With an expected taxpayer bill of $5 million for the 2014 budget, the group has significant buying power. In joining together, they are hoping to find the best plan for the best price starting by January 2015.

Read the full article on wsaw.com here.

Onalaska Holmen Courier-Life: School Board Eyes Insurance Recommendations

[Holmen, Wisc…] With the help of Holmen’s recently formed 12-person Health Insurance Review Committee, healthier employees and fewer claims mean reduced premium costs for everyone. District employees now pay 20 percent or more of the premium costs, allowing for more breathing room in the district’s overall budget. But the higher individual and family insurance plan costs for employees have lead to new wellness initiatives to help drive premium costs down.

A number of uncontrollable factors drive premium costs, such as age, gender, and inflation. However, plan utilization is one thing that can be controlled. New wellness initiatives aimed at weight loss programs and chronic disease education programs, allow for reimbursement as well as fewer claims, leading to lower premium costs for all. Holmen School District is therefore able to benefit from overall budget savings thanks to higher employee contributions as a result of Act 10, while still helping individuals reduce their health care costs as well.

Read the full article in the Onalaska Holmen Courier-Life here.

Wausau Daily Herald: Wausau District to Change How Teachers are Paid

[Wausau, Wisc…] The Wausau School District is looking to make changes to the pay structure for teachers. They have formed a committee of teachers, administrators, and school board members to find a better, more effective way to pay teachers. Thanks to the reforms that Act 10 put in place, the school district is able to switch the pay structure to a performance based one and not solely on seniority. The district hopes to have the new pay plan in place by the 2014-2015 school year.

The article below originally appeared in the Wausau Daily Herald.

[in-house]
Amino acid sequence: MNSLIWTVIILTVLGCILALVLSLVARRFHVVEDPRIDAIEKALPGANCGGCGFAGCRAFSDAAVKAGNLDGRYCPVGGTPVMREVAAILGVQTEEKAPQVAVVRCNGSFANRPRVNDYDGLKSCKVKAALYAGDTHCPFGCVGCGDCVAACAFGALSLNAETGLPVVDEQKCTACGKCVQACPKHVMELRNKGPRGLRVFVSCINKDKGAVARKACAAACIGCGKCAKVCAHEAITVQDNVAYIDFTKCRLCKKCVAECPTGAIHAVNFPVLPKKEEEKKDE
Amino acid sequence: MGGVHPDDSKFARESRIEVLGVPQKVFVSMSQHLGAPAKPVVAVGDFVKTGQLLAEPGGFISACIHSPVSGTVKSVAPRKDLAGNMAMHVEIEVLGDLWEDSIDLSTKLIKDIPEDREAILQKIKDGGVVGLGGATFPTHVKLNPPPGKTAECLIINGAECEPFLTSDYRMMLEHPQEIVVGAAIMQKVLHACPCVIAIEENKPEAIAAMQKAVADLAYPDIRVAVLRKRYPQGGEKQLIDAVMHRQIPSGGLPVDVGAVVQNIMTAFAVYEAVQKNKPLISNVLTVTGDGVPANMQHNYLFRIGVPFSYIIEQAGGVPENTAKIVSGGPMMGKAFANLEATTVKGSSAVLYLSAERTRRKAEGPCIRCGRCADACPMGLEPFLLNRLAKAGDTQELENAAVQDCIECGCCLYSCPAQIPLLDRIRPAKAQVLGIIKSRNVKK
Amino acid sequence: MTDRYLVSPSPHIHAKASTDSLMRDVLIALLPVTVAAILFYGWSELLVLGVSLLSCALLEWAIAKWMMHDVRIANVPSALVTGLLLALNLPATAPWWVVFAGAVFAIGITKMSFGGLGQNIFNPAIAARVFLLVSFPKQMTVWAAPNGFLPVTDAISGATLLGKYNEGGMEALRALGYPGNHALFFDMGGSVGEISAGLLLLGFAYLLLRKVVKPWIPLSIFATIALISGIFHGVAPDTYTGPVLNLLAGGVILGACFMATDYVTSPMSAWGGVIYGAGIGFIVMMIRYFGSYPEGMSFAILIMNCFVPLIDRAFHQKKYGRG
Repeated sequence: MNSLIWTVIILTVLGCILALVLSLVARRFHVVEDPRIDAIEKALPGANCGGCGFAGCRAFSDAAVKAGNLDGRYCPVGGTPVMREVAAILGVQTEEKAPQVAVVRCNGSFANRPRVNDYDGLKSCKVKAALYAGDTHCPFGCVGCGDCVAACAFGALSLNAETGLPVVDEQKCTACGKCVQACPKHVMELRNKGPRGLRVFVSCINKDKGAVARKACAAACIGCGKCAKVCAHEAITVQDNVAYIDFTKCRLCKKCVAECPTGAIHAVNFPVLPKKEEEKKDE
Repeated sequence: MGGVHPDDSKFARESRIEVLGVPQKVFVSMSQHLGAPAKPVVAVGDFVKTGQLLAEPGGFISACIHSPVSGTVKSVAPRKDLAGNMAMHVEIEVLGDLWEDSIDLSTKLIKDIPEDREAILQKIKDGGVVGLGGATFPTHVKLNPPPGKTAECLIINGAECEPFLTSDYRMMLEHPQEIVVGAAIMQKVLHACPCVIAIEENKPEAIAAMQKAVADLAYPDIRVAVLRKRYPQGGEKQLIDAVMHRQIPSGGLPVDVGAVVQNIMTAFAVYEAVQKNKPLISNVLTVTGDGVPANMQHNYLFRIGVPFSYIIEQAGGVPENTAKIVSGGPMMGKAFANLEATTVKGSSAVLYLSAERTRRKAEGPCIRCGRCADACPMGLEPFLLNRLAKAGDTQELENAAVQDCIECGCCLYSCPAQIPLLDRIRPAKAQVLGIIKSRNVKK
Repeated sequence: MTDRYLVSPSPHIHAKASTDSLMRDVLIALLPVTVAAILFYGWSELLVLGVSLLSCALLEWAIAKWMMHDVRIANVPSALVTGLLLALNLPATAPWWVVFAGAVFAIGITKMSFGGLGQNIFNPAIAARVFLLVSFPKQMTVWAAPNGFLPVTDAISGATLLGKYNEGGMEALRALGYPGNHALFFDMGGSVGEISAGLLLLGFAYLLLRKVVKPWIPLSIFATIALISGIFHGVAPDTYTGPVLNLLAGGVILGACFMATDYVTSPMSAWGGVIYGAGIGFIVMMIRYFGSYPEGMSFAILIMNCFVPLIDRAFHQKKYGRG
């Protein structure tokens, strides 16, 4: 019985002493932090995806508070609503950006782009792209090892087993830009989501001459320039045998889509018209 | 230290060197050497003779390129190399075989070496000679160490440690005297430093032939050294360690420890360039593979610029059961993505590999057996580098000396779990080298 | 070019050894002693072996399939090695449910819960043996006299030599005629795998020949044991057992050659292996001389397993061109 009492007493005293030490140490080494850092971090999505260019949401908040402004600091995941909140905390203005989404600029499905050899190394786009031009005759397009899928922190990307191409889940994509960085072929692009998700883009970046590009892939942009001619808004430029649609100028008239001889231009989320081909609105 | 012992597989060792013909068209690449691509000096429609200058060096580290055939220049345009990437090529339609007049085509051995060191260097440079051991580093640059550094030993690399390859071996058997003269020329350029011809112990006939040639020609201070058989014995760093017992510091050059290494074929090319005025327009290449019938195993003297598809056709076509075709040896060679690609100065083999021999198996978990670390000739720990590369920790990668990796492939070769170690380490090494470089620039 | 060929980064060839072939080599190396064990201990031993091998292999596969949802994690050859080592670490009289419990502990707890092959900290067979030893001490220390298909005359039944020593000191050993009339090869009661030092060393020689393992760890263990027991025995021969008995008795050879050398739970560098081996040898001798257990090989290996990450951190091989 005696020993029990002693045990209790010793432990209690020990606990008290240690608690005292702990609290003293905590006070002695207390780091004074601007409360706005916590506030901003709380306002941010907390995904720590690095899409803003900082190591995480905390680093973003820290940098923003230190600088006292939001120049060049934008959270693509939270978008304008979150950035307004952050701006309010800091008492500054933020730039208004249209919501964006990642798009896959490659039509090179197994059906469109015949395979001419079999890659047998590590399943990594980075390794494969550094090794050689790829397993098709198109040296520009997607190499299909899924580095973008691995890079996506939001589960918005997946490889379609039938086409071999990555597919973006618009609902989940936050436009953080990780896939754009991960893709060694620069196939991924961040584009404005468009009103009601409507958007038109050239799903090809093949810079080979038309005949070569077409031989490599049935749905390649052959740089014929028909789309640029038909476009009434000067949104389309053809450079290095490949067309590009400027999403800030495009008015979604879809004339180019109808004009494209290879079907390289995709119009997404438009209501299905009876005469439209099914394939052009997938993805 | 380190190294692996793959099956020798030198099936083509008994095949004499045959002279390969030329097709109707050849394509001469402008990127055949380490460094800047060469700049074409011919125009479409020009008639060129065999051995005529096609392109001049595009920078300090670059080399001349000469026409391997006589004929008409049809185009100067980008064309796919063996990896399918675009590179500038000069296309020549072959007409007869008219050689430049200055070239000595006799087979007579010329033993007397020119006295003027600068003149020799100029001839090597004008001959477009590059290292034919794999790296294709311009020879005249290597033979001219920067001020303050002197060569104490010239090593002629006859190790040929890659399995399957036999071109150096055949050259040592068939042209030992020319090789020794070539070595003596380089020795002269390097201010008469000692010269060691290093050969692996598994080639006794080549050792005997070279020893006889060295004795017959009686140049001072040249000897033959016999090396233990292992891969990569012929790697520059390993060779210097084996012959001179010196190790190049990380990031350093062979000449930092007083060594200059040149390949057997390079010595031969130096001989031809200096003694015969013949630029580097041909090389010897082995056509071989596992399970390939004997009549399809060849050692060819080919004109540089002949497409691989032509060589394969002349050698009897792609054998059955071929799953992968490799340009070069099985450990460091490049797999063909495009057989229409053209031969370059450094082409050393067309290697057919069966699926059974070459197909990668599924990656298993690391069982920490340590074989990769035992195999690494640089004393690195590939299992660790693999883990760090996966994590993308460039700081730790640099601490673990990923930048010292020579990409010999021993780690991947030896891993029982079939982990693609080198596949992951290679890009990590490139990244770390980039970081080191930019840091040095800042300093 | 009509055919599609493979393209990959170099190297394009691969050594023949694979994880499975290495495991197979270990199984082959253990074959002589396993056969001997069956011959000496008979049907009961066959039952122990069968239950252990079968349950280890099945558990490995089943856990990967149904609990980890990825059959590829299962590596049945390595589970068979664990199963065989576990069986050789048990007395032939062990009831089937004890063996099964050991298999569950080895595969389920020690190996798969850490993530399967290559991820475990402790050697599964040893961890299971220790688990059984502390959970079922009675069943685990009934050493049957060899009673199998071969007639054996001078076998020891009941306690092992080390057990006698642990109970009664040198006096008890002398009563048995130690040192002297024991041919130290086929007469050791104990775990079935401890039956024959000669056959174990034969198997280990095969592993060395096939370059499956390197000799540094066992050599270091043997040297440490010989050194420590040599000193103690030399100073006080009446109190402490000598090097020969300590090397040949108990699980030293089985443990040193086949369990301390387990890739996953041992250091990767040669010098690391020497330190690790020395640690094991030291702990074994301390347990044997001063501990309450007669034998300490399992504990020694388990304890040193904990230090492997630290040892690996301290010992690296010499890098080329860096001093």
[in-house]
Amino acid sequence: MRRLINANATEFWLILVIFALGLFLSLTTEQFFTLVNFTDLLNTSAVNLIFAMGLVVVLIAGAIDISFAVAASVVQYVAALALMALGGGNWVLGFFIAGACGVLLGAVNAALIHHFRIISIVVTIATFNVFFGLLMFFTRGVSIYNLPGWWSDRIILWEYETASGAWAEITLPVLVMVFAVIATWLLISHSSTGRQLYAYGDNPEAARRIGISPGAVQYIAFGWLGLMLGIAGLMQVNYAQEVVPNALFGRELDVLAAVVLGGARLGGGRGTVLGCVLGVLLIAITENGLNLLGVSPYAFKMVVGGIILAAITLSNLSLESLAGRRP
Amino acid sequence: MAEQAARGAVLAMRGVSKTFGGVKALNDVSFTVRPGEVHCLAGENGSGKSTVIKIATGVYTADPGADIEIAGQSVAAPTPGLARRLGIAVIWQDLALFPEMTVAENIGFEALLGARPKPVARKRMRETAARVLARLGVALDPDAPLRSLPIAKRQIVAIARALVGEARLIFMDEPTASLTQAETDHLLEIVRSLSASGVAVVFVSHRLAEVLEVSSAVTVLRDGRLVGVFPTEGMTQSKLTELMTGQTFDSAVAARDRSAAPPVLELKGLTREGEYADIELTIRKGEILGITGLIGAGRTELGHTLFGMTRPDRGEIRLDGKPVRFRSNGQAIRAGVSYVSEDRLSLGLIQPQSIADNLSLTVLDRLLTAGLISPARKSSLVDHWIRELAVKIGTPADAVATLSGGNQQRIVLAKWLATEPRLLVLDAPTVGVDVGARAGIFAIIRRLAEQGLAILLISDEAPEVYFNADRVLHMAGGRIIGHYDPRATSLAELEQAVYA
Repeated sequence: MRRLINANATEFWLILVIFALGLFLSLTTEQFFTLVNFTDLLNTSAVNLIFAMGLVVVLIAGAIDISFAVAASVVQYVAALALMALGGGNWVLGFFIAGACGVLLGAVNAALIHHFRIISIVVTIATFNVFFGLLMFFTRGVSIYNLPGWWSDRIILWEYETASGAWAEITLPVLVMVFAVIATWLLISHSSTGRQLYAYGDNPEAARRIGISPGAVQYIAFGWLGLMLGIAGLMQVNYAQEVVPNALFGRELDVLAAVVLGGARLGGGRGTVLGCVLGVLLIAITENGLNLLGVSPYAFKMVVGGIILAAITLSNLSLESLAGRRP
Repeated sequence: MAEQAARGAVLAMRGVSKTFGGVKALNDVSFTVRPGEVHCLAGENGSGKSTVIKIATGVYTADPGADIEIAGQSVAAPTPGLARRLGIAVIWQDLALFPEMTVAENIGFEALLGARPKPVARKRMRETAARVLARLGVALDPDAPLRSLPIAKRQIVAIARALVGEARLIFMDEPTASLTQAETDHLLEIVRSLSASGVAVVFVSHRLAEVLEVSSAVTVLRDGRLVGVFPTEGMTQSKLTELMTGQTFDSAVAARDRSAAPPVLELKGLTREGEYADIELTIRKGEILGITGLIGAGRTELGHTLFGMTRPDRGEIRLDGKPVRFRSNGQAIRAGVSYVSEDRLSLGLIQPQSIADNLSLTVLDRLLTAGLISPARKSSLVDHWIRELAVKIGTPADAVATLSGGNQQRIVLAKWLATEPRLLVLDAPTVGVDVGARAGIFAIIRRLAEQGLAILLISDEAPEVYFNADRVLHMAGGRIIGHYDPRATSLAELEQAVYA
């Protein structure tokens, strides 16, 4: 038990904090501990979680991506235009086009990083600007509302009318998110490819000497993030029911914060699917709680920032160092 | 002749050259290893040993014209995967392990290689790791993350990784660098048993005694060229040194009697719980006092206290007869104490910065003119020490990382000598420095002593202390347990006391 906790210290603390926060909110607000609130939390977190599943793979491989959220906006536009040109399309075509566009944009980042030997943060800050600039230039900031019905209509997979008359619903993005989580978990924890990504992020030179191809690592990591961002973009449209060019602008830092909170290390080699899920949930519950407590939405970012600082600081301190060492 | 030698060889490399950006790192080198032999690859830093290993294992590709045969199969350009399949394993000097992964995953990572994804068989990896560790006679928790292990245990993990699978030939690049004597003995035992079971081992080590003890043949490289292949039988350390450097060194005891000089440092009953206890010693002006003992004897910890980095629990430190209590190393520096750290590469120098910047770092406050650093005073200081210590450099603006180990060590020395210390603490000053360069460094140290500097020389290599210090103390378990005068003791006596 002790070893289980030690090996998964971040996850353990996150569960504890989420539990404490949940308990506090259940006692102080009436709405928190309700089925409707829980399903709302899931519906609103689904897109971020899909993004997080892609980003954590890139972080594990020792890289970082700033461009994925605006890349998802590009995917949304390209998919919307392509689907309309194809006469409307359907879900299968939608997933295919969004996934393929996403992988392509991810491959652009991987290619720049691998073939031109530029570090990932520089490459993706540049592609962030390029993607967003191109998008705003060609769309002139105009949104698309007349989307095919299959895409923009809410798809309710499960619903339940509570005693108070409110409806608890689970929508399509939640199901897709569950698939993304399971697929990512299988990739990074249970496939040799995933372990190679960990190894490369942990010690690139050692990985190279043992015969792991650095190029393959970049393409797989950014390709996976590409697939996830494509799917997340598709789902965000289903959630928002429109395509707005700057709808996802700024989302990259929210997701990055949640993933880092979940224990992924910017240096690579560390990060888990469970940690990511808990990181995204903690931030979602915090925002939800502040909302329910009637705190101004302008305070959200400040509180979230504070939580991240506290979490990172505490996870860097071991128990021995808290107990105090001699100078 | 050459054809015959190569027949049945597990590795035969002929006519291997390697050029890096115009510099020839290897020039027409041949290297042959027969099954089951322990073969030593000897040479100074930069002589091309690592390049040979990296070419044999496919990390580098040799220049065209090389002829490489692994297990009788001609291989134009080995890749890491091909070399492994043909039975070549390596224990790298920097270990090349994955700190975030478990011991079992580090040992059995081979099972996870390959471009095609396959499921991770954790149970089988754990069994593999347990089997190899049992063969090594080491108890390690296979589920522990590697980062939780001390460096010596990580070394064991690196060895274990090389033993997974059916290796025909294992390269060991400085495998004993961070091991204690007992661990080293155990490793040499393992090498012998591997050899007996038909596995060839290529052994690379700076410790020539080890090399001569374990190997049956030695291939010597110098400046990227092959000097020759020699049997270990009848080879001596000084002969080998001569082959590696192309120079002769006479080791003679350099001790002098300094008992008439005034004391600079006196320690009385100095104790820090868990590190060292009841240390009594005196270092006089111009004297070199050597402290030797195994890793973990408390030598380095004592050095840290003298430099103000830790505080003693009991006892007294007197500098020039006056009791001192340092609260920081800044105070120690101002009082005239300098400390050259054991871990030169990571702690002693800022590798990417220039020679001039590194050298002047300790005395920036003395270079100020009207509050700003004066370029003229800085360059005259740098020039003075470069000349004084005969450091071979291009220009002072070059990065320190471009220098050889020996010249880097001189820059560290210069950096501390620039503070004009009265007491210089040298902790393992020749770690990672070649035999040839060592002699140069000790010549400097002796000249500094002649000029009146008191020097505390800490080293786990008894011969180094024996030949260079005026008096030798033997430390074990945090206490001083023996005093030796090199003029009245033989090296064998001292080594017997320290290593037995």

Leaders want to pay for performance, not seniority

A committee of Wausau School District teachers, administrators and School Board members have begun an effort to find new, more effective ways to pay teachers for their work.

Last week, about 30 people met for two working days at the district’s Longfellow Administration Center to forge out a process that has the potential to dramatically change the way educators’ salaries are determined.

The salary structure for generations of teachers in Wausau schools and those across the country has been simple and predictable. Using years of experience and levels of education, union contracts spelled out specifically the pay bumps teachers could expect for each year they spent in the classroom and for taking advanced college credits. The rationale was that the more educated and experienced a teacher was, the more effective he or she was and the more he or she should be paid.

Critics have long contended that those two factors don’t reflect the complex skills and strategies successful teachers employ. That disconnect meant the salary system didn’t do enough to encourage teachers to improve their skills or reward those doing a great job, critics said. Wisconsin’s Act 10, which suspended most collective bargaining powers of public unions, gives school districts the ability to make salary changes without having to go through a bargaining process.

“The old model was probably archaic,” said Jeff Berkley, the president of the Wausau Education Association, the local teachers union, and one of several teachers who is participating in the process. “This gives us an opportunity to be part of something very cutting edge.”

Continue reading here.